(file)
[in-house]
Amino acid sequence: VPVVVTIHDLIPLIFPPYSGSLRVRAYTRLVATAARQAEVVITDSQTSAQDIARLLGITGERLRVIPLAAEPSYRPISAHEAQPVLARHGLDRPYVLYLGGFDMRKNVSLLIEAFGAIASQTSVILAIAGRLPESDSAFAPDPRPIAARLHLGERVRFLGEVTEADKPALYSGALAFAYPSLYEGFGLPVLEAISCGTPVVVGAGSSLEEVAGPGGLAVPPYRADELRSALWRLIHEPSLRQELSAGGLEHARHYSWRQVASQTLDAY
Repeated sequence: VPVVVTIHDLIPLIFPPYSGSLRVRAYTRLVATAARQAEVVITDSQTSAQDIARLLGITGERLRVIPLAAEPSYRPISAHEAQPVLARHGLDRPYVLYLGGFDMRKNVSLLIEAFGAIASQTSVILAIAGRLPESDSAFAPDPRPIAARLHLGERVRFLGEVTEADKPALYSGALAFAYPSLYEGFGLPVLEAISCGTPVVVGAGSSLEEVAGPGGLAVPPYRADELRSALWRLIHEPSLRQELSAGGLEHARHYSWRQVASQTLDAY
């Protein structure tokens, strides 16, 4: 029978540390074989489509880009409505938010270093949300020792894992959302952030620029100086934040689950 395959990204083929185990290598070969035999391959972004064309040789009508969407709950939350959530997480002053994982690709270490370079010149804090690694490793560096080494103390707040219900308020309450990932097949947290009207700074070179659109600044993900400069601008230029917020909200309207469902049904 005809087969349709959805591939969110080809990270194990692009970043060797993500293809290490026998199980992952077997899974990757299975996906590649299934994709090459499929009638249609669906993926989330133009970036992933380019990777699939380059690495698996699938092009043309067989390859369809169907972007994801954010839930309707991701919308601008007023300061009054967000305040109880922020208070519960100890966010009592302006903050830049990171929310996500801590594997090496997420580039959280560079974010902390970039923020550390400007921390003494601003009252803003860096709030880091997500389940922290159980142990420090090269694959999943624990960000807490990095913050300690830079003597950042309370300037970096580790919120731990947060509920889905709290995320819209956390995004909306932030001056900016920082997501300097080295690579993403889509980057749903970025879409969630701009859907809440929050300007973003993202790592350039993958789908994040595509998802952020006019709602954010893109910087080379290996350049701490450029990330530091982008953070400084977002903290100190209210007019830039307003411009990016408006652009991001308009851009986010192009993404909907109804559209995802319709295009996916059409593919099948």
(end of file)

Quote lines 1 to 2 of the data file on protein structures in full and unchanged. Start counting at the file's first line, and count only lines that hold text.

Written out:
[in-house]
Amino acid sequence: VPVVVTIHDLIPLIFPPYSGSLRVRAYTRLVATAARQAEVVITDSQTSAQDIARLLGITGERLRVIPLAAEPSYRPISAHEAQPVLARHGLDRPYVLYLGGFDMRKNVSLLIEAFGAIASQTSVILAIAGRLPESDSAFAPDPRPIAARLHLGERVRFLGEVTEADKPALYSGALAFAYPSLYEGFGLPVLEAISCGTPVVVGAGSSLEEVAGPGGLAVPPYRADELRSALWRLIHEPSLRQELSAGGLEHARHYSWRQVASQTLDAY